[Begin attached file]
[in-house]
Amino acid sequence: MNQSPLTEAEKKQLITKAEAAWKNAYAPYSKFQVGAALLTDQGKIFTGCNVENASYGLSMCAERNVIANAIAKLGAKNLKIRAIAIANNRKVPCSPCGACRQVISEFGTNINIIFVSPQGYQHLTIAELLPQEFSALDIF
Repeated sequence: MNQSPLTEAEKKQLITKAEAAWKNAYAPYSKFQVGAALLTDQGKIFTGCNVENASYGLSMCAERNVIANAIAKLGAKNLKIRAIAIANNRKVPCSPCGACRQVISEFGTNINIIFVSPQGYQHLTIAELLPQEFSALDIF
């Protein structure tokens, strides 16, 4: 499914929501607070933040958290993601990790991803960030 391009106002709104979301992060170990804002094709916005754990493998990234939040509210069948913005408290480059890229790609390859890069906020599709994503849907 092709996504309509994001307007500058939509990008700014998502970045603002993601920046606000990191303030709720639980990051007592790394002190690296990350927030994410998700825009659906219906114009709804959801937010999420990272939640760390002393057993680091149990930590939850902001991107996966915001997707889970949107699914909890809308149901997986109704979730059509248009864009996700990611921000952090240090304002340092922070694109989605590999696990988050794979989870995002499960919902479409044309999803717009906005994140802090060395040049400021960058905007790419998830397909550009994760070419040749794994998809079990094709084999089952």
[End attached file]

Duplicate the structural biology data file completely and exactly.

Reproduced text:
[in-house]
Amino acid sequence: MNQSPLTEAEKKQLITKAEAAWKNAYAPYSKFQVGAALLTDQGKIFTGCNVENASYGLSMCAERNVIANAIAKLGAKNLKIRAIAIANNRKVPCSPCGACRQVISEFGTNINIIFVSPQGYQHLTIAELLPQEFSALDIF
Repeated sequence: MNQSPLTEAEKKQLITKAEAAWKNAYAPYSKFQVGAALLTDQGKIFTGCNVENASYGLSMCAERNVIANAIAKLGAKNLKIRAIAIANNRKVPCSPCGACRQVISEFGTNINIIFVSPQGYQHLTIAELLPQEFSALDIF
């Protein structure tokens, strides 16, 4: 499914929501607070933040958290993601990790991803960030 391009106002709104979301992060170990804002094709916005754990493998990234939040509210069948913005408290480059890229790609390859890069906020599709994503849907 092709996504309509994001307007500058939509990008700014998502970045603002993601920046606000990191303030709720639980990051007592790394002190690296990350927030994410998700825009659906219906114009709804959801937010999420990272939640760390002393057993680091149990930590939850902001991107996966915001997707889970949107699914909890809308149901997986109704979730059509248009864009996700990611921000952090240090304002340092922070694109989605590999696990988050794979989870995002499960919902479409044309999803717009906005994140802090060395040049400021960058905007790419998830397909550009994760070419040749794994998809079990094709084999089952």